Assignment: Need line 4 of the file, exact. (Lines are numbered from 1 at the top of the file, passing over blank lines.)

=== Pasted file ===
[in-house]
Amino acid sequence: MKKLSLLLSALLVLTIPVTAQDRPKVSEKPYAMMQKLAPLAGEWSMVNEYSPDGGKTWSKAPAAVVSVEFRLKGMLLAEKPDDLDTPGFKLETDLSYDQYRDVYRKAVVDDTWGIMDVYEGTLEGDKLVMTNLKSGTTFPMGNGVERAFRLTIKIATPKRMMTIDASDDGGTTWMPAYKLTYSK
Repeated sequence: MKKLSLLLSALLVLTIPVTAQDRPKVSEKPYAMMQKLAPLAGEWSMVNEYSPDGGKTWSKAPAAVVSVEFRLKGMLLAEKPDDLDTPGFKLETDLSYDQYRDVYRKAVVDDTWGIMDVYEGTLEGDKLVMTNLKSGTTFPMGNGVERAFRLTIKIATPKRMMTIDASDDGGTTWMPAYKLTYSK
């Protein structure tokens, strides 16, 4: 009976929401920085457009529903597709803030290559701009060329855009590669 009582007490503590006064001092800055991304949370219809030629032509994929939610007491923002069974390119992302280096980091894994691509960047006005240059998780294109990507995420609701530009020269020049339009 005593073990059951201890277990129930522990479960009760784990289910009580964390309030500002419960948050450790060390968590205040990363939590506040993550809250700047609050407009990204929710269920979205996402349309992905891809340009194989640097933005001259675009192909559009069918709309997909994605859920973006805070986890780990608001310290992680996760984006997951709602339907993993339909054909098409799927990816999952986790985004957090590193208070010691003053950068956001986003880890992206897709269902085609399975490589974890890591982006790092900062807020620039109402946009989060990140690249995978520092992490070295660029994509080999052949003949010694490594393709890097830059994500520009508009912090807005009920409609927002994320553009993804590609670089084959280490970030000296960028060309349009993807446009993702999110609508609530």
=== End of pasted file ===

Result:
């Protein structure tokens, strides 16, 4: 009976929401920085457009529903597709803030290559701009060329855009590669 009582007490503590006064001092800055991304949370219809030629032509994929939610007491923002069974390119992302280096980091894994691509960047006005240059998780294109990507995420609701530009020269020049339009 005593073990059951201890277990129930522990479960009760784990289910009580964390309030500002419960948050450790060390968590205040990363939590506040993550809250700047609050407009990204929710269920979205996402349309992905891809340009194989640097933005001259675009192909559009069918709309997909994605859920973006805070986890780990608001310290992680996760984006997951709602339907993993339909054909098409799927990816999952986790985004957090590193208070010691003053950068956001986003880890992206897709269902085609399975490589974890890591982006790092900062807020620039109402946009989060990140690249995978520092992490070295660029994509080999052949003949010694490594393709890097830059994500520009508009912090807005009920409609927002994320553009993804590609670089084959280490970030000296960028060309349009993807446009993702999110609508609530």